from The American Heritage® Dictionary of the English Language, 4th Edition
- transitive v. Physiology To draw inward toward the median axis of the body or toward an adjacent part or limb.
- n. Chemistry A chemical compound that forms from the addition of two or more substances.
from Wiktionary, Creative Commons Attribution/Share-Alike License
- v. To draw towards a center or a middle line.
- n. The product of an addition reaction
from the GNU version of the Collaborative International Dictionary of English
- transitive v. To draw towards a common center or a middle line.
from The Century Dictionary and Cyclopedia
- To draw on; induce; allure.
- In physiology, to bring to or toward a median line or main axis. See adduction, 2.
from WordNet 3.0 Copyright 2006 by Princeton University. All rights reserved.
- v. draw a limb towards the body
- n. a compound formed by an addition reaction
At that time Alex was studying the role of mono-ubiquitination of histones (for the histone-ubiquitin adduct H2A known also as protein A24 or uH2A, see above).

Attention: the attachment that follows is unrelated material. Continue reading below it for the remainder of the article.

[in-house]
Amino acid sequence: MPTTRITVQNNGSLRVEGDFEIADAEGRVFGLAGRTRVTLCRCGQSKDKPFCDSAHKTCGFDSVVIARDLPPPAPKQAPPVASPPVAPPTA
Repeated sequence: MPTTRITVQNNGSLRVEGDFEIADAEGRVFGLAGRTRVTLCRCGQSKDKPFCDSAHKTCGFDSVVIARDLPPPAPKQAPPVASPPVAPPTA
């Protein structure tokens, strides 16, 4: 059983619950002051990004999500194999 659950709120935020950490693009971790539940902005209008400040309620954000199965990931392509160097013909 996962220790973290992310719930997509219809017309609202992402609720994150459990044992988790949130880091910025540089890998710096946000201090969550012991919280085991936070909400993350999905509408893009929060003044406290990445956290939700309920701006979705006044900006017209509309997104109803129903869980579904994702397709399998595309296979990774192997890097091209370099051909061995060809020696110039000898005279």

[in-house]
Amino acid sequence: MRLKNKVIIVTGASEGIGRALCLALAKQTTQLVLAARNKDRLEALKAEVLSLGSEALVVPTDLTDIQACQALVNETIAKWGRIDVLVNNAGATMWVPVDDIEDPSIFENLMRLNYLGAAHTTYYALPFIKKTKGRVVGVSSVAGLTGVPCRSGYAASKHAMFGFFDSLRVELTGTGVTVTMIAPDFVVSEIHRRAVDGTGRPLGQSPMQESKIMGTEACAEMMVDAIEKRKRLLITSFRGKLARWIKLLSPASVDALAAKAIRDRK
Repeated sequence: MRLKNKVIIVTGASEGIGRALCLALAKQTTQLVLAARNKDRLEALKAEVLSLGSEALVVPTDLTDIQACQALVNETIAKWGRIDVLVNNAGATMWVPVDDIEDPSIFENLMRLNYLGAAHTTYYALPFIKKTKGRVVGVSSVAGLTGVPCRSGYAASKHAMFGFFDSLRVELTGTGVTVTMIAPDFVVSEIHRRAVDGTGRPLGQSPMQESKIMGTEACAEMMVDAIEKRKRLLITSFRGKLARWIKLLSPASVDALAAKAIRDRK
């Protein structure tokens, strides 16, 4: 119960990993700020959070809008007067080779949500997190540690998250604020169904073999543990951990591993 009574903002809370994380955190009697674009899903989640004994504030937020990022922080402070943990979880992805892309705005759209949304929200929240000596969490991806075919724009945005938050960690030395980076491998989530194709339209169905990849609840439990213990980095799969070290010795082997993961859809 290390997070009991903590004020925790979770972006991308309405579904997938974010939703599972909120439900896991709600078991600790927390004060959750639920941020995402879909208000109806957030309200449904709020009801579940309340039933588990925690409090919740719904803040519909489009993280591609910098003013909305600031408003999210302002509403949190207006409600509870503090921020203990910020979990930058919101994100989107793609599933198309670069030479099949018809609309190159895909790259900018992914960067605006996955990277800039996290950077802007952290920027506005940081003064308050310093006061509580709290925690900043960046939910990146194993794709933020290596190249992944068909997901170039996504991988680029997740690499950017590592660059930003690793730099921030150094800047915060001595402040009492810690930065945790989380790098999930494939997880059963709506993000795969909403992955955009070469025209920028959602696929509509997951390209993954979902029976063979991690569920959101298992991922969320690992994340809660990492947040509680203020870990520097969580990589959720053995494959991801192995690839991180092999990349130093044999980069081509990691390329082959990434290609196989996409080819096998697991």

These researchers reported that at the non-permissive temperature, the cell lost the histone H2A-ubiquitin adduct.
These bases can be chemically modified in a number of ways, including by alkylation, in which an alkyl group (or "adduct") is transferred onto a guanine base.
With extraordinary effort I can move my right hand a little and can adduct my left arm some six inches across my chest.
DNA radioactivity was essentially in a single different adduct base, different from the normal bases present in DNA.
In that case CH3O2 reacts with NO2 to form an adduct CH3O2NO2 .
The adduct "stores" CH3O2, but the bond between the CH3O2 and the NO2 moities a convenient way of designating the molecular units is weak, and collisions can break it, thus the tight loop.
It takes the masses from CE-MS and compares to an in-house metabolite database, and of course takes into account common adduct products and isotopes.
Researchers speculate that this results when ellagic acid forms adduct (from Latin, “drawn toward”) with DNA, thus masking binding sites to be occupied by the carcinogens.
This information on the ubiquitin-histone adduct along with the striking similarities we found between APF-1 and ubiquitin in their general characteristics such as molecular mass and amino acid composition, led Keith Wilkinson and his colleague Arthur (Art) Haas who were post-doctoral fellows in the laboratory of Ernie, along with Michael Urban from Zweidler's laboratory, to carry out a series of direct experiments, showing unequivocally that APF-1 is indeed ubiquitin.